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Yes, Dallas violent crime dropped in 2022, but the number of arrests is even more amazing

When parents go to jail, it’s children who are the hidden victims — and that’s no long-term solution.

If you aren’t on the email list for Alan Cohen’s monthly newsletter, you’ve missed some of the smartest data- and action-driven ideas percolating in Dallas.

Cohen’s strategic blueprints include laying the foundation for Dallas ISD’s pre-K expansion and co-chairing the Mayor’s Task Force on Safe Communities.

In 2018, he created the Child Poverty Action Lab, which has steadily grown into the closest thing we have in Dallas to a think tank focused on the gnarly issues our city and county grapple with day to day.

Cohen’s most recent newsletter points to a remarkable but little reported aspect of the continuing drop in murders and other violent crimes in Dallas: Our city has gotten safer while also reducing arrests.

After decreasing a tad between 2020 and 2021, arrests in 2022 plummeted 19%, from 9,876 to 7,983.

Alan Cohen founded the Child Poverty Action Lab in 2018 and serves as its president and CEO....
Alan Cohen founded the Child Poverty Action Lab in 2018 and serves as its president and CEO. He was photographed Monday at the CPAL offices at Good Coworking, just south of downtown Dallas. (Juan Figueroa / Staff Photographer)

“If there is someone who is violent, they should not be on the streets,” Cohen said. “But arresting more people is not synonymous with making us safer.”

Fewer arrests is exactly how the Dallas crime plan is supposed to work, Police Chief Eddie García told me.

García’s strategy focuses on the reality that most violent crime is generated by relatively few perpetrators working in small geographic areas.

Since May 2021, Dallas police have concentrated on violent offenders in 47 high-crime grids, each about the size of a football field. “We’re not trying to do more than take down the violent crime — no dragnet type of approach or stop-and-frisk approach,” García told me.

While García and his criminologist partners at the University of Texas at San Antonio haven’t studied every category in which arrests are down, they do know the numbers have dropped in the grid areas.

Additionally, the success of the RIGHT Care teams, which respond to mental health crisis calls, has led to fewer arrests citywide.

García believes the large decrease in arrests is “a positive thing for our community, for the department and the city. But next we need to drill down into the why.”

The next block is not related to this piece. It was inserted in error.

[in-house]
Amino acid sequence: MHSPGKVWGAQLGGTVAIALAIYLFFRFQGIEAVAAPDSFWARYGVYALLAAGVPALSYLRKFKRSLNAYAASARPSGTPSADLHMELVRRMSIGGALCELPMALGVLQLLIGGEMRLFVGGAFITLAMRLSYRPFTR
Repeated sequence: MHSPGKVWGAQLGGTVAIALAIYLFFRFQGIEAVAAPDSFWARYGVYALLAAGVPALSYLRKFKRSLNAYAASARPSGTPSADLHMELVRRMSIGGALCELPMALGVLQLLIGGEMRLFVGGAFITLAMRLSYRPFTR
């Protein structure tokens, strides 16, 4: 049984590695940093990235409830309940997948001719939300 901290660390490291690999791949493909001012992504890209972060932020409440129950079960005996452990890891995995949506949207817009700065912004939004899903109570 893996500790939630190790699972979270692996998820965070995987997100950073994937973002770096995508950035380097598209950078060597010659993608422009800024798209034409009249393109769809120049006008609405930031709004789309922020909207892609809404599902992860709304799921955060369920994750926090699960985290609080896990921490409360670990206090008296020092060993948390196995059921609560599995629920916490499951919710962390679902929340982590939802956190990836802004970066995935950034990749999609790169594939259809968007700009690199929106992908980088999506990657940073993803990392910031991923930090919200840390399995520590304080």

Just days from marking his two-year anniversary as Dallas’ top cop, García offered a new analogy to help Dallas residents better understand the city’s overall crime-reduction strategy.

Rising violent crime is a disease, and priority one is bringing down the fever. The Police Department, with its focus on the high-crime grids, is the fever reducer. You can’t ignore the fever, but you have to deal with the root problem too.

“If you just administer the Advil, over time the pain reliever will begin to have minimal impact,” García said. “What does the bottle say? ‘If the fever persists, see the doctor.’”

Mayor Eric Johnson gets this, and he’s developed a strong reputation nationally for what he calls the “kitchen sink” approach — robust community solutions and strong policing, both done with evidence and data.

Dallas Police Chief Eddie García visited with a resident Jan. 21 during a community walk...
Dallas Police Chief Eddie García visited with a resident Jan. 21 during a community walk with Project Unity on Kingbridge Street in West Dallas. (Dallas Police Department)

García and Cohen, with Johnson’s full support, have created strategies that include improving “the conditions of place.” A number of City Manager T.C. Broadnax’s departments have implemented the plans, as have partners in nonprofits and the neighborhoods themselves.

One example was the mayor’s task force recommendations for investments such as blight remediation and lighting improvements, as well as employing violence interrupters and credible grass-roots messengers to cool conflicts.

Jesuorobo Enobakhare, chair of the Community Police Oversight Board, told me that he’s cautiously optimistic about the trend in fewer arrests.